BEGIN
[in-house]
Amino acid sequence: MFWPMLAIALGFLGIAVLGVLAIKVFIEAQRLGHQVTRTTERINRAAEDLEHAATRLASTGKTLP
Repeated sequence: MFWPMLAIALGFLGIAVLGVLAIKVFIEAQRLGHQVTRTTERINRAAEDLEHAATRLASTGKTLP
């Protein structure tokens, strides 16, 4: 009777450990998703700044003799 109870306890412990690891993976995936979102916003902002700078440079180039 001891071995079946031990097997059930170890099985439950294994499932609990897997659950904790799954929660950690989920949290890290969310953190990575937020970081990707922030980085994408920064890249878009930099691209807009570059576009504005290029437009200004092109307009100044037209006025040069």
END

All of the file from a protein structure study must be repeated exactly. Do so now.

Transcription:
[in-house]
Amino acid sequence: MFWPMLAIALGFLGIAVLGVLAIKVFIEAQRLGHQVTRTTERINRAAEDLEHAATRLASTGKTLP
Repeated sequence: MFWPMLAIALGFLGIAVLGVLAIKVFIEAQRLGHQVTRTTERINRAAEDLEHAATRLASTGKTLP
């Protein structure tokens, strides 16, 4: 009777450990998703700044003799 109870306890412990690891993976995936979102916003902002700078440079180039 001891071995079946031990097997059930170890099985439950294994499932609990897997659950904790799954929660950690989920949290890290969310953190990575937020970081990707922030980085994408920064890249878009930099691209807009570059576009504005290029437009200004092109307009100044037209006025040069």